Snakes and Ladders
Grandma stood in the doorway, brandishing a rolling pin in her raised right arm. Her grey hair, normally trapped in a bun, hung raggedly over her shoulders. She wore, as always, a loosely draped white cotton sari, only this time it was disheveled, pleats and folds unraveled, and it seemed to be fluttering and billowing around her as though a gust of wind had swept in beneath it. She could have been floating, except that her brown shriveled feet were planted firmly on the stone floor.
My sister and I were lying on the floor, heads hunched over our board game. We were in our bedroom, with walls the color of sunshine. Our beds were pushed against the walls to leave space in the middle for us to read and play on the blood maroon Tibetan rug. In the middle of the wall to the right was a door connecting to grandmother’s room. It was always locked.
I can’t describe her room so well, since we rarely entered it. I remember that the curtains were always drawn, and that it smelt of wrinkles and memories. She had a big silver metal chest next to her bed, from which, on Easter and Christmas, she pulled out little treasures for us, hair clips, rings, glass bangles. On these two days, out of the 365 days in the year she was just like other people’s grandmothers, she held us on her lap, hugged and smiled, and told us stories while she brushed our long dark hair.
It was dusk. A storm had been teasing to cut the heat all day. It was dinner-time, but our little brother was burning with fever and our parents took him to the doctor. Before leaving, they checked that the door from our bedroom to Grandmother’s room was locked, even though no one ever opened it. “Make sure you lock the door to the hallway behind us,” they said. They never said why, that would have felt disloyal, but we understood. “We will, we will” we reassured. We were so immersed in our game of Snakes and Ladders, we forgot.
Just as they pulled the door shut behind them, the storm let loose. We could hear the wind bleating against the walls, and the rain hammering on the window pleading to be let in. Grandmother started to bang on the connecting door. As she often did. But this time the banging seemed different, it was louder and more insistent. “Open the door. Open the door!”
We stared at each other. She continued to bang on the door and shout. “Open the door. Let me in.” Her shouting turned angry. “You defy me. You ignore me. You laugh at me. I’ll get you, you’ll see. You think I’m crazy. You wish me dead I know you do.”
How did she know? I did wish her dead. Every day I wished her dead. I never told anyone since we don’t talk about death, doing so invites it in, they say. But I did wish it. So she wouldn’t bang, so we didn’t have to lock doors, so we didn’t have to be afraid of not knowing what she might do to us, and if she would really act out her threats, given a chance.
I’ll get you, you’ll see, you just wait…” she mumbled.
We held hands. We felt safe in our little sunshine room behind locked doors. Safe that soon our family would be home, that our father would calm her, and that she would stop. We resumed our game to wait her out.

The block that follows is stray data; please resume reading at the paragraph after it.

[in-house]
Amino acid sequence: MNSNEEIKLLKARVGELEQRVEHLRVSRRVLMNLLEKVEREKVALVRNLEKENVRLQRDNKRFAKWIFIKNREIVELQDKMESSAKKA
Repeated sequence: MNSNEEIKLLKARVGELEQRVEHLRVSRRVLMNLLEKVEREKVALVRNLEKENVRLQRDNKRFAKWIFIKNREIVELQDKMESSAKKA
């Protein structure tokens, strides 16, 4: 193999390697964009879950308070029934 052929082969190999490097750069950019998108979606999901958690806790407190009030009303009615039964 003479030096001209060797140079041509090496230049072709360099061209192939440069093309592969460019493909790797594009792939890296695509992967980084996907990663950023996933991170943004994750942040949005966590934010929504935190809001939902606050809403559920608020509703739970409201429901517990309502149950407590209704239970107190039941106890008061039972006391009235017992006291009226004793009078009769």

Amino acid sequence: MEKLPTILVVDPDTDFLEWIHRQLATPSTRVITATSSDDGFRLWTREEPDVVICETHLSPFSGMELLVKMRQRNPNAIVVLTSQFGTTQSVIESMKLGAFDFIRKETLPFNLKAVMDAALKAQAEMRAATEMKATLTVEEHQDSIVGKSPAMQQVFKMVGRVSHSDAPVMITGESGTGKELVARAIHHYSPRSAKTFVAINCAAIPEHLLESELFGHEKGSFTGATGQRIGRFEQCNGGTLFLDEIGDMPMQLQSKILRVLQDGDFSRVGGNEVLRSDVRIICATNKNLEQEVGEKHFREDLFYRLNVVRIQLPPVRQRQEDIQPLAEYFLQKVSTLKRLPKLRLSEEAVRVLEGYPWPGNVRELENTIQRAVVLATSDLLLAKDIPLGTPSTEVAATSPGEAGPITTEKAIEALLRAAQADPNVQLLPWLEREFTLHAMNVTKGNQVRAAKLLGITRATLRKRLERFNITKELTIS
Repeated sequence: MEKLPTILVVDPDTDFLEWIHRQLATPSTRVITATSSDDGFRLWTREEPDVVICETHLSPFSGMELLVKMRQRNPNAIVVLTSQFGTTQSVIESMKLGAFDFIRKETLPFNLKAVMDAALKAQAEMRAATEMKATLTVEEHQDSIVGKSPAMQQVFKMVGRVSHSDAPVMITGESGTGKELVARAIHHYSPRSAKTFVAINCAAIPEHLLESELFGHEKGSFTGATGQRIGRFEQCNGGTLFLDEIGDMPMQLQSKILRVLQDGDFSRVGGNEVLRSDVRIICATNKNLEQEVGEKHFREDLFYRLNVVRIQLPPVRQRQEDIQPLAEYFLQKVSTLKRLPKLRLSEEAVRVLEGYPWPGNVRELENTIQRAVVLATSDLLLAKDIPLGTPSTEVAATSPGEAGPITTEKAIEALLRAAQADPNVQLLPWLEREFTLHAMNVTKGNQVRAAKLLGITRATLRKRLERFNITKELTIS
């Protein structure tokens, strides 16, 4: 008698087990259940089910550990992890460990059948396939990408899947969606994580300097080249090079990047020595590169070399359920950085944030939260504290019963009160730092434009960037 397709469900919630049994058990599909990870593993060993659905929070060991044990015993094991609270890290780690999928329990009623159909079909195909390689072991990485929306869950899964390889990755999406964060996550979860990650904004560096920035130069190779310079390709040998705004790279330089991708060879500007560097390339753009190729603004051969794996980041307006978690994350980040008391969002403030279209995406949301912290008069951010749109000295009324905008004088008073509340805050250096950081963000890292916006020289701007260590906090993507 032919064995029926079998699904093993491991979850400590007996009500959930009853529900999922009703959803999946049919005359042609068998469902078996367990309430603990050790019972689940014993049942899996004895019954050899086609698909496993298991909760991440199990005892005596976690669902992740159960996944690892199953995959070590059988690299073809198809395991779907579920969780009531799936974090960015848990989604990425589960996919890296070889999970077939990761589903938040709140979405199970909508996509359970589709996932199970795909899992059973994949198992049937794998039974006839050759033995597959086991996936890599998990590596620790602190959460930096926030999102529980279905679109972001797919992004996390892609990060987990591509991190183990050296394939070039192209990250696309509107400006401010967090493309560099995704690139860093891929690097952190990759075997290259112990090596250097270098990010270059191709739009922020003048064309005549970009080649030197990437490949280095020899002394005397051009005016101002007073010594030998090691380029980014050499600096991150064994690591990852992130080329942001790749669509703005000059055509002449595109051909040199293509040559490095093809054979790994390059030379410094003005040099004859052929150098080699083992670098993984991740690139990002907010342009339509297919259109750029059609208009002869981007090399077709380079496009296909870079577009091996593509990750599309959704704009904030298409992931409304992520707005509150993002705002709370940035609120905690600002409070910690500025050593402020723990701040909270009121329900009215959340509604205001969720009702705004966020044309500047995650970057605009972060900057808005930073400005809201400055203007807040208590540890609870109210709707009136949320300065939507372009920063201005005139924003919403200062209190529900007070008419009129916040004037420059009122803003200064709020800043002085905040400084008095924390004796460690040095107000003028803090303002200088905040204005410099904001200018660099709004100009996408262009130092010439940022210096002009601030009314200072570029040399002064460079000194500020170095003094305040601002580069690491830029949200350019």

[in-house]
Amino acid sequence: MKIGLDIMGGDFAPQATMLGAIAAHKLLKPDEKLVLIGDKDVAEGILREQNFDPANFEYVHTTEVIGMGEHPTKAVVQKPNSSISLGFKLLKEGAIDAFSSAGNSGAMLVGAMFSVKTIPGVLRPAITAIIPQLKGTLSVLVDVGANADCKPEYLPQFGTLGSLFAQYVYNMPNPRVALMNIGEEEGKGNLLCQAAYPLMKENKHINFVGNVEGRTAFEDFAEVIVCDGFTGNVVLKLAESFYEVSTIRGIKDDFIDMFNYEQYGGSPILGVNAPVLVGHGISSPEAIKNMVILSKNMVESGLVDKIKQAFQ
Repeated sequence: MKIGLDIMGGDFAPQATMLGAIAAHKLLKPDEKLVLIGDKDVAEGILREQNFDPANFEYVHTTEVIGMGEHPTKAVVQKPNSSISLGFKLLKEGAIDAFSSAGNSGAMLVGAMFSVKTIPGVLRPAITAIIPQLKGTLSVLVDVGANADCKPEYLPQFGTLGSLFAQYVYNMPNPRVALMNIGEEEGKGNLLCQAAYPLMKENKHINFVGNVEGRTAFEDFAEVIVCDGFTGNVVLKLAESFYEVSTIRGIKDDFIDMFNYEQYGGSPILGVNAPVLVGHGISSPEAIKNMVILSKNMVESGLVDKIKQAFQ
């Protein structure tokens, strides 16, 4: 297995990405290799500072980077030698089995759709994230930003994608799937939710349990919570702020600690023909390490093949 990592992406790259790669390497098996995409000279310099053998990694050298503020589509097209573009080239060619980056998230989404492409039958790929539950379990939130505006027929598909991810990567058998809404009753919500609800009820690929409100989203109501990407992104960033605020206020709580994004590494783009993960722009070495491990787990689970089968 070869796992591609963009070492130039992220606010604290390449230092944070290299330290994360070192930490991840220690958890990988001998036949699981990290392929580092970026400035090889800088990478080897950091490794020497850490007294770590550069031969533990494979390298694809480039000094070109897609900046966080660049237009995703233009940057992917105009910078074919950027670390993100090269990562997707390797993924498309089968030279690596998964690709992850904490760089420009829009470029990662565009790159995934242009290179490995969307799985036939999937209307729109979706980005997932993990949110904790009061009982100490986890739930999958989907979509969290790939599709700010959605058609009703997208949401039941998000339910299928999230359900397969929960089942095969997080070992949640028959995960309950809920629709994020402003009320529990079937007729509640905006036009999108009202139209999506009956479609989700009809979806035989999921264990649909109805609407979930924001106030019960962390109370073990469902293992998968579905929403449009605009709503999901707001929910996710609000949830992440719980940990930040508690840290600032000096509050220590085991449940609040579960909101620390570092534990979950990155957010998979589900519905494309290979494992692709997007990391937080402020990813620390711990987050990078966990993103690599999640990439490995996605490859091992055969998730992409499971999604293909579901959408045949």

Only our father could calm her. His presence was like a cool hand on a hot forehead. I could see her muscles stop twitching and her clenched fingers soften when he was around her. The few times we had been in her room, it was with him. He explained that it was because he was her first-born, but really because she was grateful that he remembered her as she was before. He recalled it happened after her second son died of polio. She didn’t speak for two years, and never recovered from her grief. Her seven children born subsequently never knew her otherwise.
It was my turn to roll the dice. The hallway door pushed open and I looked up thinking it was the wind. My sister had her back to the door, but she knew immediately from the look on my face that Grandma stood in the doorway. Her white sari billowed around her, she looked twice her size.
Then my sister, all of 12, stood up and turned to face her. She pushed me behind her and said, “Grandma, please don’t hurt her. She’s only eight. Hit me if you have to.” I swear she soared to become one hundred feet tall in that moment. Her voice was calm and steady and came from somewhere deep inside her. It sounded like our father’s voice when he spoke to his mother.
I scrunched my eyes to prepare for the wrath of the rolling pin, or for whatever was to come. I clung to my sister from behind, my head buried in her back.
Nothing happened. We waited. Nothing happened. I slowly looked up. I saw an expression of tenderness on Grandma’s face that I had never seen her wear before. Her raised hand slowly fell to her side. The rolling pin fell to the floor, it looked like a toy. Her sari stopped billowing. She shrunk back to her size with her arms limp and drooped. She stepped back and still watching us, pulled the door closed and shuffled to her room.
Years later, in my memory I hear crying from behind the locked door that I don’t remember hearing then. Maybe she had simply been afraid of the storm, and had wanted to be in the sunshine room with her two granddaughters, gift them a small treasure from her silver trunk, hold them on her lap, and brush their long dark hair.
Mohini Malhotra is from Kathmandu, Nepal and lives in Washington, D.C. She is a development economist, founder of a social enterprise (www.artbywomen.gallery), and a writer. She loves language and her fiction has appeared in Blink-Ink, Flash Frontier, 82 Star Review, a Quiet Courage, and The Writers’ Center, among other journals.